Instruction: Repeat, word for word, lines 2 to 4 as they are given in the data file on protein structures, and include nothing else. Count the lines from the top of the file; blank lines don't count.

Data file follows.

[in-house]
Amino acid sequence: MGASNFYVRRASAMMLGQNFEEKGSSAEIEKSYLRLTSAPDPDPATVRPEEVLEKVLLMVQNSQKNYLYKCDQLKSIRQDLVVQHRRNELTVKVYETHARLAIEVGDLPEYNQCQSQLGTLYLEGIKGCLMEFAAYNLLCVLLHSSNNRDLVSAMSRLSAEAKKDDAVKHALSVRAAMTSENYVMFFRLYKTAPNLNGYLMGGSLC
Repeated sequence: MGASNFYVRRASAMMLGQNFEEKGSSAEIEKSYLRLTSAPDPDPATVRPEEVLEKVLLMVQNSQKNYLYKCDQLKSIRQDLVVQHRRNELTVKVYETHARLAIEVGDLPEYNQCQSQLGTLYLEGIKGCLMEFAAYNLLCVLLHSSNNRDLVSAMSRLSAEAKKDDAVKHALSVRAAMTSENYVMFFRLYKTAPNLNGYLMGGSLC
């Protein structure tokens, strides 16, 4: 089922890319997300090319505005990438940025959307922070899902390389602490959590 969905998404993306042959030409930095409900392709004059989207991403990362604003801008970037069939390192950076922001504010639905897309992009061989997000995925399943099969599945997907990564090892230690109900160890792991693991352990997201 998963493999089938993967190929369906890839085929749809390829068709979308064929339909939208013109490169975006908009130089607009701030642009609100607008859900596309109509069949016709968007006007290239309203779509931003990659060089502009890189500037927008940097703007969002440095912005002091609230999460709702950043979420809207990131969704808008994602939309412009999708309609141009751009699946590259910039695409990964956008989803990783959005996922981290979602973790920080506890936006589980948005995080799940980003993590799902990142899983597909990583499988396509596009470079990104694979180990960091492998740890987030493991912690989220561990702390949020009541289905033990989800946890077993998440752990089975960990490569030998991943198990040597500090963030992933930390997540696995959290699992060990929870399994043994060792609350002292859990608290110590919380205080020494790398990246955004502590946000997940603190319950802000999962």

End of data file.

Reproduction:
Amino acid sequence: MGASNFYVRRASAMMLGQNFEEKGSSAEIEKSYLRLTSAPDPDPATVRPEEVLEKVLLMVQNSQKNYLYKCDQLKSIRQDLVVQHRRNELTVKVYETHARLAIEVGDLPEYNQCQSQLGTLYLEGIKGCLMEFAAYNLLCVLLHSSNNRDLVSAMSRLSAEAKKDDAVKHALSVRAAMTSENYVMFFRLYKTAPNLNGYLMGGSLC
Repeated sequence: MGASNFYVRRASAMMLGQNFEEKGSSAEIEKSYLRLTSAPDPDPATVRPEEVLEKVLLMVQNSQKNYLYKCDQLKSIRQDLVVQHRRNELTVKVYETHARLAIEVGDLPEYNQCQSQLGTLYLEGIKGCLMEFAAYNLLCVLLHSSNNRDLVSAMSRLSAEAKKDDAVKHALSVRAAMTSENYVMFFRLYKTAPNLNGYLMGGSLC
């Protein structure tokens, strides 16, 4: 089922890319997300090319505005990438940025959307922070899902390389602490959590 969905998404993306042959030409930095409900392709004059989207991403990362604003801008970037069939390192950076922001504010639905897309992009061989997000995925399943099969599945997907990564090892230690109900160890792991693991352990997201 998963493999089938993967190929369906890839085929749809390829068709979308064929339909939208013109490169975006908009130089607009701030642009609100607008859900596309109509069949016709968007006007290239309203779509931003990659060089502009890189500037927008940097703007969002440095912005002091609230999460709702950043979420809207990131969704808008994602939309412009999708309609141009751009699946590259910039695409990964956008989803990783959005996922981290979602973790920080506890936006589980948005995080799940980003993590799902990142899983597909990583499988396509596009470079990104694979180990960091492998740890987030493991912690989220561990702390949020009541289905033990989800946890077993998440752990089975960990490569030998991943198990040597500090963030992933930390997540696995959290699992060990929870399994043994060792609350002292859990608290110590919380205080020494790398990246955004502590946000997940603190319950802000999962």